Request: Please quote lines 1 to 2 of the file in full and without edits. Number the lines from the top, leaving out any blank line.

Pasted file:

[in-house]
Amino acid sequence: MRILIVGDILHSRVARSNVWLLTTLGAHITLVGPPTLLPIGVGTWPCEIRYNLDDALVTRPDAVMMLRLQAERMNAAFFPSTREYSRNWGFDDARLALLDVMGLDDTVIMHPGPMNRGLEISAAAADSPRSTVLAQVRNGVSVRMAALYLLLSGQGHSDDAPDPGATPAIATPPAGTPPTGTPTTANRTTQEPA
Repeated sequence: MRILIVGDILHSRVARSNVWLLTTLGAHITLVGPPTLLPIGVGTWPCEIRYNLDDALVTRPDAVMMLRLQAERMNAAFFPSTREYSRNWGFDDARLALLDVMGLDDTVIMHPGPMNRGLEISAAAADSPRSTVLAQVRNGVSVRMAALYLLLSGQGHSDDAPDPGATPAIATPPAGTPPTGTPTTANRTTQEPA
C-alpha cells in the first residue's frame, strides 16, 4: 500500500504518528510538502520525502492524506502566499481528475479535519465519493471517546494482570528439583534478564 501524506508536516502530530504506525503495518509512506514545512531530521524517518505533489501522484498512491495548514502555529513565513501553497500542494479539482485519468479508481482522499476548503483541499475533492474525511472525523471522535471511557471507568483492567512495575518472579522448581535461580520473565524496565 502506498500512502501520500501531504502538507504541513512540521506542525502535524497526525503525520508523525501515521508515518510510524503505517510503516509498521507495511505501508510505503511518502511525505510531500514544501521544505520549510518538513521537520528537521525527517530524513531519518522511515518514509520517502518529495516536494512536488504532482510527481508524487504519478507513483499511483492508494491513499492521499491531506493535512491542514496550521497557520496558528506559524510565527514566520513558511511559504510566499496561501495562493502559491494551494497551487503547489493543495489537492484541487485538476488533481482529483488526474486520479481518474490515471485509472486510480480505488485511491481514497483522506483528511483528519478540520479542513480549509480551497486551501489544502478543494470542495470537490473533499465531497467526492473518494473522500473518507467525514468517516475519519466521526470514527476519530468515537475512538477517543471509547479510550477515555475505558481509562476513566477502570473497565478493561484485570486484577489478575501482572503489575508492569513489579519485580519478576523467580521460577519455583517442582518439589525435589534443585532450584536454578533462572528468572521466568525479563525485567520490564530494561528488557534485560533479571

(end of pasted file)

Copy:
[in-house]
Amino acid sequence: MRILIVGDILHSRVARSNVWLLTTLGAHITLVGPPTLLPIGVGTWPCEIRYNLDDALVTRPDAVMMLRLQAERMNAAFFPSTREYSRNWGFDDARLALLDVMGLDDTVIMHPGPMNRGLEISAAAADSPRSTVLAQVRNGVSVRMAALYLLLSGQGHSDDAPDPGATPAIATPPAGTPPTGTPTTANRTTQEPA